The type of shot which would have been fired from this cannon.
… and a close up of the cannon itself.
This fellow was displaying 18th century tools that were found on his family’s farm in Windsor, CT…
…a great collection, used by his family for generations!
Ice saw and tongs used for harvesting ice which was stored in sawdust in the ice house for summer use!
LOVED this arbor/trellis… new project for Paul to add to the side of my new arbor!
It’s the little things that get me excited! Can you believe they were selling plants like this??? CHEROKEE GREEN TOMATO… awesome!!!
Inside, there were lots of vendors, seeds and great things to buy! Here are Baker Creek cups, t-shirts and hats!
A great selection of books relating to heirloom gardening…
… honey and beeswax products…
… natural fertilizers and insecticides…
… and SEEDS…
… great displays, vintage design cards…
… and candles…
… and all sorts of gardening gadgets, supplies and information! LOVED the twine holder!
Old seed boxes and crates were everywhere… so cool!
Looks like old seed packets, but they’re packaged for 2011!!!
Walls of old file cabinets, bins and equipment!
You wouldn’t believe how wonderful these Swedish natural bristle brushes were! They had vegetable brushes, nail brushes… you name it!
Pysanky eggs! I hardly ever see them out and about… we’ve made them, a lot of work, but so worth the effort!
There were beans in jars, lots of beans as well as all these lovely drieds… so sweet!
Catholic Charities immigration assistance had an area where they were selling these gorgeous rugs and knits!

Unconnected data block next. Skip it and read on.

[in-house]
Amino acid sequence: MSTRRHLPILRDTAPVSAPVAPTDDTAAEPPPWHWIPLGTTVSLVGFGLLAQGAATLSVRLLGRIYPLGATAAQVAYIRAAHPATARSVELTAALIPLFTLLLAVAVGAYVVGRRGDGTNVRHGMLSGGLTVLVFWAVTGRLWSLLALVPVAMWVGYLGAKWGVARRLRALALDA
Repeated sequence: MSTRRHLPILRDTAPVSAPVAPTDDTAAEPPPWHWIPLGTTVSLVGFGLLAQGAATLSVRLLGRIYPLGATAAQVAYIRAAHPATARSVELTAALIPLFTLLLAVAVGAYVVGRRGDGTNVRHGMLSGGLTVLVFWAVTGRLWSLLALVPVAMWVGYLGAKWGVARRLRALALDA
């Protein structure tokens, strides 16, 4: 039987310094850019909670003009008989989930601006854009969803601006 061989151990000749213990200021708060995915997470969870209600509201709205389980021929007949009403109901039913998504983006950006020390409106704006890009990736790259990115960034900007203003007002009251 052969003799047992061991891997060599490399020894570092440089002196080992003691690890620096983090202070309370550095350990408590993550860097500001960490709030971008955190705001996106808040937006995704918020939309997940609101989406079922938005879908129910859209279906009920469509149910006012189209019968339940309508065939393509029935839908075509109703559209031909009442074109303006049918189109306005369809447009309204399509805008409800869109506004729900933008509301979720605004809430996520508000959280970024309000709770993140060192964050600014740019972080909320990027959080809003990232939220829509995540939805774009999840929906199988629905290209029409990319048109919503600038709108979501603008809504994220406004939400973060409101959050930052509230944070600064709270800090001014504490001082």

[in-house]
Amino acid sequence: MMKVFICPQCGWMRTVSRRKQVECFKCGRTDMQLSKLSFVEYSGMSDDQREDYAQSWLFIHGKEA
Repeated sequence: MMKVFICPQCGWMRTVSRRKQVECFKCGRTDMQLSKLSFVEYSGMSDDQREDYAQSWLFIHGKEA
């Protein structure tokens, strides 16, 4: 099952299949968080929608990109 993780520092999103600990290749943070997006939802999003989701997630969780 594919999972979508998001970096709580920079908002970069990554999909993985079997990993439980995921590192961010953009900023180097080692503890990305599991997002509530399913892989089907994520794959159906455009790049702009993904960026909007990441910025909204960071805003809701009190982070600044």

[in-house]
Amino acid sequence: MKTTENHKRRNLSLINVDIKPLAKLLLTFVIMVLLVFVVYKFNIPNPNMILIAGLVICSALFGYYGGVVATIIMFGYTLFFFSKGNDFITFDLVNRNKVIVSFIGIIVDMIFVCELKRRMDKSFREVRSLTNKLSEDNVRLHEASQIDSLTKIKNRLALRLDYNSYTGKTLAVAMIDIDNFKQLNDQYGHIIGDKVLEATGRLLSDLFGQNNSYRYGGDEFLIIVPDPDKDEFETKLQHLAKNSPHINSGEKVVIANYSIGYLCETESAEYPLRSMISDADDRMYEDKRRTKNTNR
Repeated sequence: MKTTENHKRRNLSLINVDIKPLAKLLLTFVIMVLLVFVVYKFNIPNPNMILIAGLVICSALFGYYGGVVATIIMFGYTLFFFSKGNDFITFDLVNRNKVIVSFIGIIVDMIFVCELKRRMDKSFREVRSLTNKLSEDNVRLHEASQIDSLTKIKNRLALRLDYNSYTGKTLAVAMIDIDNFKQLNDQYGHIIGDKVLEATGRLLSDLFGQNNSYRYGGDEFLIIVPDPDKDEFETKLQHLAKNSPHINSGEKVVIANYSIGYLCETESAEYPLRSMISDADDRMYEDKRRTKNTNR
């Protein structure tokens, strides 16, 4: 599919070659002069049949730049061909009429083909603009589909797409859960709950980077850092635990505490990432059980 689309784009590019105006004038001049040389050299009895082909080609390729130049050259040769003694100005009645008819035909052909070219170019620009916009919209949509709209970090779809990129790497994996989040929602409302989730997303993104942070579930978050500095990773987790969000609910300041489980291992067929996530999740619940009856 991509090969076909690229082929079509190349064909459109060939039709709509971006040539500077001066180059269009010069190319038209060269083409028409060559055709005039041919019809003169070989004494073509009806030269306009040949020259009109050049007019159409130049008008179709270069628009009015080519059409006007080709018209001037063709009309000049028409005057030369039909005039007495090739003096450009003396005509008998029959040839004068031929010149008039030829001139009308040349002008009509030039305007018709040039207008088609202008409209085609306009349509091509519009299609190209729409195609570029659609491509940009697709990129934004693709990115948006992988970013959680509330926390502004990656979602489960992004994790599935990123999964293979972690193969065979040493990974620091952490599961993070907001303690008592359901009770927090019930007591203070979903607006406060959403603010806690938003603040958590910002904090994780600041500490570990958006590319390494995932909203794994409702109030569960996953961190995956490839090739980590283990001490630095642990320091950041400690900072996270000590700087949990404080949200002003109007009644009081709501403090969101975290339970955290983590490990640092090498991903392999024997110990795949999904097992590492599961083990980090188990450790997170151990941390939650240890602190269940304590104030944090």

… and SEEDS!
I just LOVE the packaging!
Samples of bread dipping mixes… mmmmmmmmm, so good!
… and more SEEDS!
A view across the main floor.
… and more SEEDS!
Paul checking out the amaranth seeds…
… now tell me, where can you find amaranth seeds… not one variety, not two varieties, but 5 VARIETIES!!! So awesome, great seed selection!
How about this variety of eggplant… couldn’t get myself to try it this year, but maybe next year’s garden???
PURPLE TOMATOES, PINK TOMATOES, GREEN TOMATOES… whatever color your heart desires… they’re here!
Heirloom Gardener magazine! The current issue and many back issues… we carry this back at our shop, it’s awesome! Jere & Emilee Gettles do a great job with it!
… and antiques!
A view of the front yard festivities!
LOVED these old drug store bottles!
Cases of old seed catalogues, packages and related memorabilia!
Not sure if these were measures or scoops or both, but they were AWESOME!
.. old crates…
… machinery used in the seed industry…
LOVED this machine… I have no idea what it was used for, though!
Here is another unknown beauty! Look at that old paint!
Emilee & Sasha Gettles at the Farmer’s Cow ice cream booth…
… it was so GOOD!!!
One of the back buildings used for speakers… Jere Gettles on the left, talking with a customer. There were food vendors, plants and more set up out back… great stuff!
Back out front, re-enactors were set up. Here is a basketmaker’s display…
… this lady was showing visitors how people had to write…
… and this lady was spinning naturally dyed wool…
… all naturally dyed wool yarn, the red is from cochineal (a bug which was imported in the 18th century for red dyes), the brighter orange is from cosmos!
This young family looked so sweet!
… and wares.
This lady’s needlework was AWESOME!!!
She showed me this great book with photos from Winterthur Museum and look what I found!!! I have a sampler very similar to this that my great, great, great, great, grandmother’s sister made… same era, also from the Lexington Concord area!
LOVED this guy’s coat!
The band played on!
… and we reluctantly said our farewells!
A fabulous time, wish we had more time to stay and visit with everyone, shop and enjoy… SOOOOOO… if you ever happen to be near Wethersfield, CT, be sure to stop in at Comstock, Ferre & Co. – you won’t regret it!